How to Use a Duck Call

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Before you suit up and enter the blind, you must first learn to use arguably the most important tool in duck hunting: the duck call. The duck call is an instrument designed to emulate the many sounds of ducks.

There are many different nuances of duck calls, but the two main categories are handcrafted wooden duck calls and acrylic based duck calls.

Duck calls can be compared to a oboes and clarinets in that they use a reed. They come in 2 main varieties: single reed and double reed.

Just like musical instruments, duck calls are certainly not easy to learn and master. Perfecting your duck calling technique requires you to begin by determining which type of duck call is best for you.

How to Use a Duck Call

Wood vs. Acrylic Pros and Cons

Wooden Duck Calls

To get started, determine which material you would like your call to be made out of. Wooden duck calls are usually more cost effective, however with the lower price comes a higher likelihood of problems arising with your duck call. The wood is more likely to warp and change overtime with regular usage and exposure to water.

Opinionated duck hunters argue that wooden duck calls actually make more accurate calls similar to those of a real duck. These wood-loyal individuals reinforce their views with claims that the call sounds less obnoxious and more placid sounding than their acrylic counterparts.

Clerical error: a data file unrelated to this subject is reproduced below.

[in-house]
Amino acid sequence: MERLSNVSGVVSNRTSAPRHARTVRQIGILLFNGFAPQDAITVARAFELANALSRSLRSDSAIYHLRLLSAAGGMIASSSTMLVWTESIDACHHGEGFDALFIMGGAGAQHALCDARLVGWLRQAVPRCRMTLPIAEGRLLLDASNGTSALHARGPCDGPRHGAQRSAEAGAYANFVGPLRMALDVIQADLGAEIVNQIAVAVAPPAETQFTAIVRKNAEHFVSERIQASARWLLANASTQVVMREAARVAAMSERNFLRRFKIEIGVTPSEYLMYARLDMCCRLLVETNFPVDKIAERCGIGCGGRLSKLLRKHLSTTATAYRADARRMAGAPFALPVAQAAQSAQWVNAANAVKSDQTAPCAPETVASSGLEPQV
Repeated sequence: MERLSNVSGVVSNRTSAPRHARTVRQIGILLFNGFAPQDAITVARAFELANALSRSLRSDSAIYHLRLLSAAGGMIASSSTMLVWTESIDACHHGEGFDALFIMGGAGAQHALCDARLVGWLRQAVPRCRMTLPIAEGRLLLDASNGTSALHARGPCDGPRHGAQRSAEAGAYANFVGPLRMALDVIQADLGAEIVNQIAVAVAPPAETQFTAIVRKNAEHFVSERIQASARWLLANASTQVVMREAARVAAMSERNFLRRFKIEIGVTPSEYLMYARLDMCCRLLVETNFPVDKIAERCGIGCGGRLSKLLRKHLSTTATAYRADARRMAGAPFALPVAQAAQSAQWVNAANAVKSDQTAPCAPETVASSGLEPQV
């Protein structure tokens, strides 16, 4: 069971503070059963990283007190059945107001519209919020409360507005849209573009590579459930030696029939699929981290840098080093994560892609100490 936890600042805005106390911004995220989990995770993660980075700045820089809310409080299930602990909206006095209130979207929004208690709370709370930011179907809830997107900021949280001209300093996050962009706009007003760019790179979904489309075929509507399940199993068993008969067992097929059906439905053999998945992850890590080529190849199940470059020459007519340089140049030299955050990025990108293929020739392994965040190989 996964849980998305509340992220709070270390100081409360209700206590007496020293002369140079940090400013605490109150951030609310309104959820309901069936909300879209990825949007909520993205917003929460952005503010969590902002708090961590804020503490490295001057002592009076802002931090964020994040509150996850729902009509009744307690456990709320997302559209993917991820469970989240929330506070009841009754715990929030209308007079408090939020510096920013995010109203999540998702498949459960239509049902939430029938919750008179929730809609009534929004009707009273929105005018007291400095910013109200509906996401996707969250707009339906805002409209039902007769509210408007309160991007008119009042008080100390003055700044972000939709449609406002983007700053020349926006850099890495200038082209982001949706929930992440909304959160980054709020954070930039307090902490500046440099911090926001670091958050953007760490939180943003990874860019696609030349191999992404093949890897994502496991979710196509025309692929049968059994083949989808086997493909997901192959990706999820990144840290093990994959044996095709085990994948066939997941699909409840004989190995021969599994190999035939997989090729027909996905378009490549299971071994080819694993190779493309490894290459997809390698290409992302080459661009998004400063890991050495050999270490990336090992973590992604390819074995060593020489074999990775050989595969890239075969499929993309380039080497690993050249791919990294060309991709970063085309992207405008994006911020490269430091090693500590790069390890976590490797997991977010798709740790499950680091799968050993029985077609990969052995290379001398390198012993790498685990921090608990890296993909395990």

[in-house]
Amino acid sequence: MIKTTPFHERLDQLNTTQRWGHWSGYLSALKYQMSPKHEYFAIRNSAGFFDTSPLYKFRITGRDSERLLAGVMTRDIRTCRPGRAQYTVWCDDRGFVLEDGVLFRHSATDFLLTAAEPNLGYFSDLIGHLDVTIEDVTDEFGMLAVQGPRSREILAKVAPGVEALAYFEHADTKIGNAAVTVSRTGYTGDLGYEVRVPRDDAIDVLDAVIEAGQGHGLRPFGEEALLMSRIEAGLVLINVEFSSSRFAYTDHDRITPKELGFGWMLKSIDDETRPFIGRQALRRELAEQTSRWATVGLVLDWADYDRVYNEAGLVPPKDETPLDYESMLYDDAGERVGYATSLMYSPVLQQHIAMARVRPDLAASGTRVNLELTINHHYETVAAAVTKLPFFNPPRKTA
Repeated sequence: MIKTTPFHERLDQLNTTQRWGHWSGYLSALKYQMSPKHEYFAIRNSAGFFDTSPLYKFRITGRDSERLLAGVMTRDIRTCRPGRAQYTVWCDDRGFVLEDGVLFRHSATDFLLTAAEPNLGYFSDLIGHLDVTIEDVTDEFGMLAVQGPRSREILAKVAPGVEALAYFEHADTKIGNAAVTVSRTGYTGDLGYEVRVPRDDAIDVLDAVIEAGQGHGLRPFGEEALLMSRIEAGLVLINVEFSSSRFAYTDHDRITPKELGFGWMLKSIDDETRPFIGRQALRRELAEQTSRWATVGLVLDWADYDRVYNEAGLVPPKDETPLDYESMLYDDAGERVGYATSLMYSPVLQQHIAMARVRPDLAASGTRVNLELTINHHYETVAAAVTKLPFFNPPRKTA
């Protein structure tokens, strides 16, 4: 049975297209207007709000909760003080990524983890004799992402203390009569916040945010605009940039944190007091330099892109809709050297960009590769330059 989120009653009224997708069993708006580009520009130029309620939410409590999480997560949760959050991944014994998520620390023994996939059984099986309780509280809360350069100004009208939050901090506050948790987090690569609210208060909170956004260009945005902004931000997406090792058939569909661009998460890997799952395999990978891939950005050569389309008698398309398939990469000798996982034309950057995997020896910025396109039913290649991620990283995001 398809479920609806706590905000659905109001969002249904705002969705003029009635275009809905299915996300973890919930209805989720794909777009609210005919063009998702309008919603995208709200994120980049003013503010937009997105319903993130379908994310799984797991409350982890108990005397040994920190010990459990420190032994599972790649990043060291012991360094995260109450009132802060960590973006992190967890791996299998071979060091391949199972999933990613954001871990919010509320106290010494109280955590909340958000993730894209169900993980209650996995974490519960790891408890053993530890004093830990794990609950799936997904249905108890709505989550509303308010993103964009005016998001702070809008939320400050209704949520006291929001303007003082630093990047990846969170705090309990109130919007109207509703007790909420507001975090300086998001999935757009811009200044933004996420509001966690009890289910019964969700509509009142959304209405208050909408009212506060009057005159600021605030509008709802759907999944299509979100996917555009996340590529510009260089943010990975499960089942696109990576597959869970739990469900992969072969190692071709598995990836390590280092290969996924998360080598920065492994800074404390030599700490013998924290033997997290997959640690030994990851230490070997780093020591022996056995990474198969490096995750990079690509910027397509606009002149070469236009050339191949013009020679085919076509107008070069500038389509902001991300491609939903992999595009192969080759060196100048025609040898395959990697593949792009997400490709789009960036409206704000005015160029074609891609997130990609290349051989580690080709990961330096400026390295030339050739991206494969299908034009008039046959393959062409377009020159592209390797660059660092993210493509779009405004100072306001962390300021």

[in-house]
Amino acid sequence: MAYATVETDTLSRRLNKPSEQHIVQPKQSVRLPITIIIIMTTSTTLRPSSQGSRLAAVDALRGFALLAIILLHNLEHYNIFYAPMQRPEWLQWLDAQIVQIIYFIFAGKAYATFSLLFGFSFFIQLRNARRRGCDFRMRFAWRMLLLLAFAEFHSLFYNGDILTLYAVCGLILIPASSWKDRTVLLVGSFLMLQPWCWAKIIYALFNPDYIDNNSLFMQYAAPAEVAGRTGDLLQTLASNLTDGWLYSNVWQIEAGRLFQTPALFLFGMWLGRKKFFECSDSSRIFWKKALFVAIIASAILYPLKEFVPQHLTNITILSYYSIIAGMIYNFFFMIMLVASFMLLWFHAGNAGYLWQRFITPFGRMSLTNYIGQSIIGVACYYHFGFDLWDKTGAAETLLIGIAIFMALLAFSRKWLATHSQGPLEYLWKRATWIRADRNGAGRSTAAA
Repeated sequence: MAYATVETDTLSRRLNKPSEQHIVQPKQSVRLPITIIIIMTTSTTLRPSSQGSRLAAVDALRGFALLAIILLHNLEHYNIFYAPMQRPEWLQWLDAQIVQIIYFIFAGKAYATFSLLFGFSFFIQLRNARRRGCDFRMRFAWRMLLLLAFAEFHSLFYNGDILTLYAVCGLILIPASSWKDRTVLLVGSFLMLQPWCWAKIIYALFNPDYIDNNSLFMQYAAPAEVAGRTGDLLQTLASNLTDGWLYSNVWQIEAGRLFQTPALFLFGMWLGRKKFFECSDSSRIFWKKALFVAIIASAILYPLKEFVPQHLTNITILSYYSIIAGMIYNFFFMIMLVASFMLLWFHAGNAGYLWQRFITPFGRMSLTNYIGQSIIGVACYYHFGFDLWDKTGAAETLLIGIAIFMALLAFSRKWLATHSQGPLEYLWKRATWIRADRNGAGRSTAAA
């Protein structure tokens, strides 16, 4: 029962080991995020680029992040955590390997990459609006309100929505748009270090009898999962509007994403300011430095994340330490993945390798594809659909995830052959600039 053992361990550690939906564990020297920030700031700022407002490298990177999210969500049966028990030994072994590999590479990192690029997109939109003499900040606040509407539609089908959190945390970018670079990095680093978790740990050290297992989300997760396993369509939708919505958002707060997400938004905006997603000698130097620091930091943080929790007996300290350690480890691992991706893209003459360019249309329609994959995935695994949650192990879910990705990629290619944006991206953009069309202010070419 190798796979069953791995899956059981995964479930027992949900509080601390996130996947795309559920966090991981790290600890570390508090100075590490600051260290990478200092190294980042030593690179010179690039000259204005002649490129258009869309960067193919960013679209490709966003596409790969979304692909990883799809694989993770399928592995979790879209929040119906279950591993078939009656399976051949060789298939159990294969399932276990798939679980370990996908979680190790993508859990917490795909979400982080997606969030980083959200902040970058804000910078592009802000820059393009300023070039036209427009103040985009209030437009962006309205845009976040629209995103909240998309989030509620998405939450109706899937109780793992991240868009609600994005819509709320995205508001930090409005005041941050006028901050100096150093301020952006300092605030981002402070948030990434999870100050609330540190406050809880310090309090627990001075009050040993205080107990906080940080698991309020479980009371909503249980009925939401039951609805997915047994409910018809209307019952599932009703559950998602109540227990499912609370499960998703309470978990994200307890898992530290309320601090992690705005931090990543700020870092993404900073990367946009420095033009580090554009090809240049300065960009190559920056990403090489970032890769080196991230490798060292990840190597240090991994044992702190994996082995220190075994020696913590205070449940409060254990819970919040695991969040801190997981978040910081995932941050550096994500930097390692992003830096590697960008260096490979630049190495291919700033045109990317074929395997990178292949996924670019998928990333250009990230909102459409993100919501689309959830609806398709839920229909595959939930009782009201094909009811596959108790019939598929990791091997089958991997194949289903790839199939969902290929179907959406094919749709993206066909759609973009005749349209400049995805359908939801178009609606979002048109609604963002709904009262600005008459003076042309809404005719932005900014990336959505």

Acrylic Duck Calls

Despite the strong roots based in wooden calls, acrylic calls have some major selling points as well. Arguably the most noticeable benefit to purchasing an acrylic call is that it will last for a much longer time than a wooden call.

Acrylic duck calls are more pricey upfront, but their durability could save you money in the long run. If you are duck hunting in rough conditions, an acrylic call may also save you some effort as they are louder than wooden calls. This allows you to lure in prey from larger distances, or gives you an edge that a wooden call would not give you when there is chaotic background noise.

You also need to decide whether you would like your instrument to be made out of one or two reeds. Single reed duck calls are much more effective in sound control, allowing you to really pinpoint your sound.

These calls require a larger learning curve to get comfortable with. In comparison, double reed duck calls are much easier for beginners to work with, however they require more breath usage while operating the call.

How to Use a Duck Call – It’s All About Technique

After you select the perfect duck call for your preferences, get used to holding it and practicing a grip that works for you. There is no proper way to hold a duck call, but you need to find an effective way to control the sound.

The sound is released through a hole in the call, a large majority of people hold the duck call with one and use their pinky and ring finger to cover the hole and adjust the tone as necessary.

Some people prefer to use both of their hands and hold the piece in one hand while their other hand’s palm covers the hole, altering the sound. The instrument should be placed in the center of your mouth and rest in between your teeth.

Duck Calling Confidence